Like a language learner drilling vocabulary, or a guitar player drilling scales, or a basketball player practicing a shot over and over again … you drill.
Recall what I said: what gets repeated gets remembered.
If you can find a way to practice, drill, and repeat critical data syntax, then you’ll remember and master it much, much faster.
This is the easy way in the end, but the easy way looks hard.
Are you willing to sit down every day to practice?
Do you have the discipline to sit down every day for 20 or 30 minutes, or more?
Consistency and repetition work like magic, but most people aren’t willing to be that disciplined.
The easy way is actually hard to execute.
To rapidly master data science, you need to apply what you learn
Once you learn essential syntax then you can apply what you learn.
As I mentioned earlier, the Jump In And Build strategy is ineffective and inefficient, but that’s only true if that’s the first thing you do.
“Building something” is highly effective after you’ve mastered the critical syntax.
In particular, working on projects is very effective for integrating simpler things that you’ve already learned.
For example, if you want to learn data manipulation in Python, you’ll want to learn things like how to subset rows, how to drop missing values, how to fill in missing values, etc.
So in the beginning stages, you’ll want to drill the syntax for those techniques individually.
But once you learn the syntax for the critical functions (there are about 15 to 20 Pandas functions that you need to master), then you need to learn how to put those tools together to do actual work.
One of the best ways to do that is to work on a project.
Writing your own code is hard
Once again though the best way looks hard.
When most people start working on a project, they get stuck somewhere.
There are at least two solutions to this: power through and find the solution, or choose a simpler project.
Now, there is a bit of an art to selecting a good project. You need to select a project that’s just on the edge of your skill level. If you’re getting a little bit stuck and getting pushed a little bit out of your comfort zone, that’s good.
But the other solution to getting stuck is to stay inside your comfort zone. Here, a person just consistently chooses projects that are easy. You won’t improve this way.
Getting out of your comfort zone – selecting a project that’s just at the edge of your ability – is hard.
But consistently pushing yourself into challenging territory is how you improve.
The hard way is the easy way.
To master data science, you need feedback
Increasingly, I think that in order for data science students to master data science (and especially, to master it fast), they need feedback.
Data science is not strictly a science.
There’s a lot of art involved:
… writing clean code
… designing insightful data visualizations
… solving problems in a clear and effective way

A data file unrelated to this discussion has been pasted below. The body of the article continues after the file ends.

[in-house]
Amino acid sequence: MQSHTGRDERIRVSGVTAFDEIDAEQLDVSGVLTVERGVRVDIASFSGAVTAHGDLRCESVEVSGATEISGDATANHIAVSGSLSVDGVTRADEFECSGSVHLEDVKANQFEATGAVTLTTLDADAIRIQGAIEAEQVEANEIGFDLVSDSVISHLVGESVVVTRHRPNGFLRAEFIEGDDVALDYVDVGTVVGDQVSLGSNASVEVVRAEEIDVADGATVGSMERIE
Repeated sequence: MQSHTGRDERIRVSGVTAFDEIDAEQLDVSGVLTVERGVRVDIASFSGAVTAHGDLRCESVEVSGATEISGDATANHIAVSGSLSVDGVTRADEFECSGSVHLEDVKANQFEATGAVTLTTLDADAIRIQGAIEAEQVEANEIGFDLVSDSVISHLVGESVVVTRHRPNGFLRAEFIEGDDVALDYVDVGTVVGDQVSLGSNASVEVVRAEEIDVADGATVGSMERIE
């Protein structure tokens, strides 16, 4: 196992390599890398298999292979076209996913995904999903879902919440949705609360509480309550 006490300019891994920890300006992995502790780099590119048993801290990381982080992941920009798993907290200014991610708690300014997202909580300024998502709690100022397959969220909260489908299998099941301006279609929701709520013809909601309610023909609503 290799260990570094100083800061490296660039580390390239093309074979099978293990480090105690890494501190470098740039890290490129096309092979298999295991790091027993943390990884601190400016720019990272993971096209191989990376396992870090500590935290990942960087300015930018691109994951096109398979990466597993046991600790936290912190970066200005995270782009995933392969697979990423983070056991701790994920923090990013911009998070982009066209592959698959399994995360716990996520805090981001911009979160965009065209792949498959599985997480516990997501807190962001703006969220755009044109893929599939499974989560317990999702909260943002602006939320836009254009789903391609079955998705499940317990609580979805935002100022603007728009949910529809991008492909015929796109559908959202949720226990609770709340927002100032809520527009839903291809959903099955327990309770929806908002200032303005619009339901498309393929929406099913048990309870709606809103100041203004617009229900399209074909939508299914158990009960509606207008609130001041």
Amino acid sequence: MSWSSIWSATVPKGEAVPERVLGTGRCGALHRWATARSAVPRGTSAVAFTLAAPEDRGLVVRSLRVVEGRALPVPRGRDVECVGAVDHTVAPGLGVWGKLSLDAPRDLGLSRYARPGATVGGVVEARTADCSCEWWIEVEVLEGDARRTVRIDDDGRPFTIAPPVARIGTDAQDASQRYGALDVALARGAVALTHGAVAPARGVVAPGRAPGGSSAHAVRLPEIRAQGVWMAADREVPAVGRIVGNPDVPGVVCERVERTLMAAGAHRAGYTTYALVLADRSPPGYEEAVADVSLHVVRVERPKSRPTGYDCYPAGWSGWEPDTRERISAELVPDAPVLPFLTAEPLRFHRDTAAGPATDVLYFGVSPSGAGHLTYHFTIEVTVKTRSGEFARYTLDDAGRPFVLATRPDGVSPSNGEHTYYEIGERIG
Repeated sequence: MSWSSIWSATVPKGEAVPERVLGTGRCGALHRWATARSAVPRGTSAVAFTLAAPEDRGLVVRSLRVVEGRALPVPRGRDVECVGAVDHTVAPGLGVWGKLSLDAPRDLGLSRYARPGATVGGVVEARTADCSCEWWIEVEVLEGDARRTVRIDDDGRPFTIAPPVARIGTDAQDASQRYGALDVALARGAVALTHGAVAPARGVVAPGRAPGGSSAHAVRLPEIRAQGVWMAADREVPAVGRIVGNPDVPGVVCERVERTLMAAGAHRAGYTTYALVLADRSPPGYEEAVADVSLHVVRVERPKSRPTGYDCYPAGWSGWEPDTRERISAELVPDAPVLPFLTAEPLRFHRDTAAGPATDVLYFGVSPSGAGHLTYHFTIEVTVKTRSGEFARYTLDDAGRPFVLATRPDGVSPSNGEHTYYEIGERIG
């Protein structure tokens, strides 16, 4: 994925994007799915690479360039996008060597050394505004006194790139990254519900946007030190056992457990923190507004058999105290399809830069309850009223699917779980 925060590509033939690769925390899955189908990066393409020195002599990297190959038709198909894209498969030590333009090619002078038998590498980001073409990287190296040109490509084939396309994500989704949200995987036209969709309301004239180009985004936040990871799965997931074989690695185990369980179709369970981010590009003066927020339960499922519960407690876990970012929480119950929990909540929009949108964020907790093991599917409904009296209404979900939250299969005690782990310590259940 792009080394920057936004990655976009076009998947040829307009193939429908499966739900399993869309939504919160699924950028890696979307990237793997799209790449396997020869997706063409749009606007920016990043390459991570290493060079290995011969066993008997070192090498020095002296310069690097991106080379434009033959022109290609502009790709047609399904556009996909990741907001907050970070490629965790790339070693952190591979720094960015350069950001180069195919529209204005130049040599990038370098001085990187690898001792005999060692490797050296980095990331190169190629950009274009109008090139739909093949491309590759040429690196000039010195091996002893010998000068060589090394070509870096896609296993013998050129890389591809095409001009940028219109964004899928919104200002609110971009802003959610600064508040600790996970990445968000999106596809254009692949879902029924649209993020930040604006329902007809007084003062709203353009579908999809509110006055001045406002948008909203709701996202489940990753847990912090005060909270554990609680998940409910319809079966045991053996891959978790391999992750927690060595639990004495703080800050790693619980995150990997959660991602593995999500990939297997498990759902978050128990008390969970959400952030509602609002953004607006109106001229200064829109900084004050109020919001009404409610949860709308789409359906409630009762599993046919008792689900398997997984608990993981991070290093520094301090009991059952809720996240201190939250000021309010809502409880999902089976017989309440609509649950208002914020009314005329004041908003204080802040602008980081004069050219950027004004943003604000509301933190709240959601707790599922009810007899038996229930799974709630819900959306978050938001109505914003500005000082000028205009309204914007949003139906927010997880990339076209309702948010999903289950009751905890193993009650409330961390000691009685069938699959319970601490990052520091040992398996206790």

There’s a lot of nuance, and a lot of things that are hard to learn on your own. It’s possible, but it takes 10X more time to figure everything out on your own (and, there’s a risk that you might not ever learn these nuances by yourself).
The best way to learn these little things is feedback. Having a coach or mentor can help you learn a lot of the nuances and little details of data science that will take you from a junior level to a senior level.
Feedback is hard
Again though, feedback is hard.
Having someone point out the bad parts of your code is uncomfortable.
Listening as someone suggests that you should completely redo a data visualization is going to be painful.
You might not like having an expert show you how you could have saved yourself a few hours by doing things differently.
Getting critical feedback often feels bad. It stings the ego.
Taking feedback is hard.
But at some level, it’s the best way to progress. A skilled coach or mentor can accelerate your progress by zeroing in on your biggest mistakes, which will become your biggest opportunities for growth.
Taking feedback is hard, but in the end, getting feedback is the easy way.
Easy choices, hard life … hard choices, easy life
The hard path looks easy.
It looks easy to skip mastering syntax. It looks easy to choose “easy” projects. It looks easy (i.e., less painful) to avoid feedback from experts.
But those easy choices will lead you to being a mediocre data science wannabe who keeps struggling. Trust me. I’ve seen it.
On the other hand, if you choose the hard things – memorizing syntax, pushing your comfort zone, getting useful feedback – these things will help you master data science much, much faster.
And you’ll get the benefits of being a top tier data scientist much faster too.
Which will you choose?
The hard path or the easy path?
1 thought on “The hard way is the best way”
I have a question — given the number of different packages we use for data manipulation, visualization including geo-spatial and modeling work in R, how is it possible for someone (probably a data analyst or a program manager) to memorize such extensive list of functions, syntax, etc? Or, you are just highlighting certain common packages(e.g. maybe tidyverse, tmap, tidymodel).
Many thanks for educating us.